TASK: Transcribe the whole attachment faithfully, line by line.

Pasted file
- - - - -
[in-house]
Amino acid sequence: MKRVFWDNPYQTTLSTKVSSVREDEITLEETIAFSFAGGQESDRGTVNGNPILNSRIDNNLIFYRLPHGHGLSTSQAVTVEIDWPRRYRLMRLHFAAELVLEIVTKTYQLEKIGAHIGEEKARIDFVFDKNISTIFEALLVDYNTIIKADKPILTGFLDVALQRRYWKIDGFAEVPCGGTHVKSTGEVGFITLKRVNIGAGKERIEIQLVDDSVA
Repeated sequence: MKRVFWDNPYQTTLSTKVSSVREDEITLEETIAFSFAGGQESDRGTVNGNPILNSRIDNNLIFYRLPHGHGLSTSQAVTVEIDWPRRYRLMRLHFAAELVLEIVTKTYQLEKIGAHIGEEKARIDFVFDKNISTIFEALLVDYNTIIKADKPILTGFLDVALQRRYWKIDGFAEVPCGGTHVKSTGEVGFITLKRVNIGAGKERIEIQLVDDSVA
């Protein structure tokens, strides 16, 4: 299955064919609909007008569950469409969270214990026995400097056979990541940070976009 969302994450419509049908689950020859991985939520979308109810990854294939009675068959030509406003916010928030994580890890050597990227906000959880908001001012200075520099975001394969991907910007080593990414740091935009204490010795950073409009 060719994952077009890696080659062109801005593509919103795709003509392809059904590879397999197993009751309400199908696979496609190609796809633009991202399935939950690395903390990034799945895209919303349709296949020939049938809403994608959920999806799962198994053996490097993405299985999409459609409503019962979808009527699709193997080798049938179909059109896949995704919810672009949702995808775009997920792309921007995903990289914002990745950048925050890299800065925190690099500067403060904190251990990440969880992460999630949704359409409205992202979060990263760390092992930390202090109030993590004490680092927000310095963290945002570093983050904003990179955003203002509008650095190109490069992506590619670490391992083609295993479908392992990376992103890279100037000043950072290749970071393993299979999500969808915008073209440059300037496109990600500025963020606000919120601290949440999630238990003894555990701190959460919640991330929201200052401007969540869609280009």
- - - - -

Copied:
[in-house]
Amino acid sequence: MKRVFWDNPYQTTLSTKVSSVREDEITLEETIAFSFAGGQESDRGTVNGNPILNSRIDNNLIFYRLPHGHGLSTSQAVTVEIDWPRRYRLMRLHFAAELVLEIVTKTYQLEKIGAHIGEEKARIDFVFDKNISTIFEALLVDYNTIIKADKPILTGFLDVALQRRYWKIDGFAEVPCGGTHVKSTGEVGFITLKRVNIGAGKERIEIQLVDDSVA
Repeated sequence: MKRVFWDNPYQTTLSTKVSSVREDEITLEETIAFSFAGGQESDRGTVNGNPILNSRIDNNLIFYRLPHGHGLSTSQAVTVEIDWPRRYRLMRLHFAAELVLEIVTKTYQLEKIGAHIGEEKARIDFVFDKNISTIFEALLVDYNTIIKADKPILTGFLDVALQRRYWKIDGFAEVPCGGTHVKSTGEVGFITLKRVNIGAGKERIEIQLVDDSVA
């Protein structure tokens, strides 16, 4: 299955064919609909007008569950469409969270214990026995400097056979990541940070976009 969302994450419509049908689950020859991985939520979308109810990854294939009675068959030509406003916010928030994580890890050597990227906000959880908001001012200075520099975001394969991907910007080593990414740091935009204490010795950073409009 060719994952077009890696080659062109801005593509919103795709003509392809059904590879397999197993009751309400199908696979496609190609796809633009991202399935939950690395903390990034799945895209919303349709296949020939049938809403994608959920999806799962198994053996490097993405299985999409459609409503019962979808009527699709193997080798049938179909059109896949995704919810672009949702995808775009997920792309921007995903990289914002990745950048925050890299800065925190690099500067403060904190251990990440969880992460999630949704359409409205992202979060990263760390092992930390202090109030993590004490680092927000310095963290945002570093983050904003990179955003203002509008650095190109490069992506590619670490391992083609295993479908392992990376992103890279100037000043950072290749970071393993299979999500969808915008073209440059300037496109990600500025963020606000919120601290949440999630238990003894555990701190959460919640991330929201200052401007969540869609280009």